I think the biggest credit to Invasion of the Dinosaurs however is that it gave the opportunity for Mike Yates to explore personal redemption in the season closing Planet of the Spiders. As I earlier commented, the story as a whole is largely atrocious, but the journey Mike went on is exactly the kind of character development I would love to see explored in the current series of Doctor Who.
I have enormous fondness for Jon Pertwee’s Doctor and thoroughly enjoy most stories he features in. Sadly, this adventure suffers not so much from inherent problems as paling in comparison to other great Pertwee classics, and being but a shadow of The Curse of Peladon that preceded this adventure some two seasons previous.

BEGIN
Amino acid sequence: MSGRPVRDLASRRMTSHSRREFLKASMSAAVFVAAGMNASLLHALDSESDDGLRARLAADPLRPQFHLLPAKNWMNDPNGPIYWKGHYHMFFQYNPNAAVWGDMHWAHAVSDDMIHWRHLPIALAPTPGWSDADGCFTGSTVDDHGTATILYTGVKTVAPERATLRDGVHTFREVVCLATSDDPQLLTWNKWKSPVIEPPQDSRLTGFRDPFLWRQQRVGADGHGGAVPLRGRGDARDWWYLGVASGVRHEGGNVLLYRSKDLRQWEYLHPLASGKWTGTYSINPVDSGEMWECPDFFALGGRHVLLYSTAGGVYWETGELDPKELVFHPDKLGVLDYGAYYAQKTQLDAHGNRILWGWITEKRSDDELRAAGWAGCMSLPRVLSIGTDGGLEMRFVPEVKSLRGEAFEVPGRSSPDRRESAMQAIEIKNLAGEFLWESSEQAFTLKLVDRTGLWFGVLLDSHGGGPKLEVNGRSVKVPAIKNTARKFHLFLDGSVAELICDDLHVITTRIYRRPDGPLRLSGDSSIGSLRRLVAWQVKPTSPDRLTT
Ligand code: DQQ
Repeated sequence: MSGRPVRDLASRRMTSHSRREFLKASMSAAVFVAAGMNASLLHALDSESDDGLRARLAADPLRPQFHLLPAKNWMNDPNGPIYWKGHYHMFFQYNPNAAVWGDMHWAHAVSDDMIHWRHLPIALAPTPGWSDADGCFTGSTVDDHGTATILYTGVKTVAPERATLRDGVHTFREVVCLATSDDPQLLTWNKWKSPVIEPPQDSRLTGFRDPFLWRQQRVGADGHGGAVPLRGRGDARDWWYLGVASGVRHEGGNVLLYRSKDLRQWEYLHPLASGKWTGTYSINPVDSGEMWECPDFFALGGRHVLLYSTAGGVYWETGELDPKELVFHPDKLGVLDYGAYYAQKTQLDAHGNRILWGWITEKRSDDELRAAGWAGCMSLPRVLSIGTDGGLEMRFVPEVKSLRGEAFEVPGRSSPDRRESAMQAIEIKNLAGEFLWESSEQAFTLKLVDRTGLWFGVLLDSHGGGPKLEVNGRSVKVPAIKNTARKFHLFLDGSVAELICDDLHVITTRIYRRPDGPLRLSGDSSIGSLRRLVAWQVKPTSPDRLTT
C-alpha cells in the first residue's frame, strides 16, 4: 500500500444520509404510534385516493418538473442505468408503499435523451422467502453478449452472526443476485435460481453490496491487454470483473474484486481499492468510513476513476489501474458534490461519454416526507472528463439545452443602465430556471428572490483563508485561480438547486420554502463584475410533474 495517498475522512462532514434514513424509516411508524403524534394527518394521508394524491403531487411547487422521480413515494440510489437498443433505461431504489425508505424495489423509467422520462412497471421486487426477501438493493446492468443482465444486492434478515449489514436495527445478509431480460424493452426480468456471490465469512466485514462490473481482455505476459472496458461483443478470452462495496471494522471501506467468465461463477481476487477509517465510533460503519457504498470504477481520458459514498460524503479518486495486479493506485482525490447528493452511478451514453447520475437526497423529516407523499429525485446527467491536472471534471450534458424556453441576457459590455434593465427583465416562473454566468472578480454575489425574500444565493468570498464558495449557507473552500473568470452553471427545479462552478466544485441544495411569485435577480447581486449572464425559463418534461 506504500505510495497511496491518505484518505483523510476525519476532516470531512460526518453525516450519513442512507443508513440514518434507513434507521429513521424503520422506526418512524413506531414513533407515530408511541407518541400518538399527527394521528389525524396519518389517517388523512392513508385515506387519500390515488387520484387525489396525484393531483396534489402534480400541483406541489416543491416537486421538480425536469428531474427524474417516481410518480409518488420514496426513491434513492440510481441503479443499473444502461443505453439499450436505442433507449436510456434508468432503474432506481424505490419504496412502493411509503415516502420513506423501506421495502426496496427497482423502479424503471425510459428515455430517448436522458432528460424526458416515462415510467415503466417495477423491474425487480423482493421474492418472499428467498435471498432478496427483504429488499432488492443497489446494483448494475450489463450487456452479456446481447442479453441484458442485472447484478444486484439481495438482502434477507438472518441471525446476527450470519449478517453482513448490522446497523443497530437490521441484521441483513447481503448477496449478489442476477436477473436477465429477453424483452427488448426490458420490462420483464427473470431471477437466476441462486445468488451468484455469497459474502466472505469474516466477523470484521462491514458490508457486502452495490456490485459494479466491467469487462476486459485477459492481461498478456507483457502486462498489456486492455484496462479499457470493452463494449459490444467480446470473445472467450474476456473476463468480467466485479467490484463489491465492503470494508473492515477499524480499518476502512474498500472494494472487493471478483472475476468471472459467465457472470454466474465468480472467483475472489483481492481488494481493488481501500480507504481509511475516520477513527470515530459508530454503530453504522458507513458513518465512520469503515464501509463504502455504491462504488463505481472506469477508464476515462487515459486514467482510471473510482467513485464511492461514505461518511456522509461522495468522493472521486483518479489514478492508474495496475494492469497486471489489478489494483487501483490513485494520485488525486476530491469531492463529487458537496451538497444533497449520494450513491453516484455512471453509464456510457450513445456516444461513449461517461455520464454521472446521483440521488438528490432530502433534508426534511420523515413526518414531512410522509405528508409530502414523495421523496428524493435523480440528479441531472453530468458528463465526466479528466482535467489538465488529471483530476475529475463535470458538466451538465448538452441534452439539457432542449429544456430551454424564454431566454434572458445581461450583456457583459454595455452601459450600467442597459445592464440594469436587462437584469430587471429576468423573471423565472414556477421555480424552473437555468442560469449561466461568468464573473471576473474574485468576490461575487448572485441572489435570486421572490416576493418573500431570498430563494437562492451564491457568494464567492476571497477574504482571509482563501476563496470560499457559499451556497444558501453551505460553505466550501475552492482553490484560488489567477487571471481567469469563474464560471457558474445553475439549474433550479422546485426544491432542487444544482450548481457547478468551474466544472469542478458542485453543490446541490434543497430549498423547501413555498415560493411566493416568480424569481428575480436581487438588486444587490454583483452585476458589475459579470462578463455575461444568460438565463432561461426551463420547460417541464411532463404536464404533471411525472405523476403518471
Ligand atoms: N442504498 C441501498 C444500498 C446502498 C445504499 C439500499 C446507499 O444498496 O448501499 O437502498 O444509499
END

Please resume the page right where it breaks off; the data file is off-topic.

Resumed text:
Like the previous Peladon adventure it is very much a political commentary of its time – but where Curse grappled with the weighty issue of the UK joining the (then) European Economic Community, Monster grappled with the equally weighty issue of strikes, as it was around this time that a certain Mr Scargill was making both mischief and a name for himself – rather appropriately it is the miners who are causing the mayhem in this adventure. As with the best political satire and comment, it is not necessarily subtle!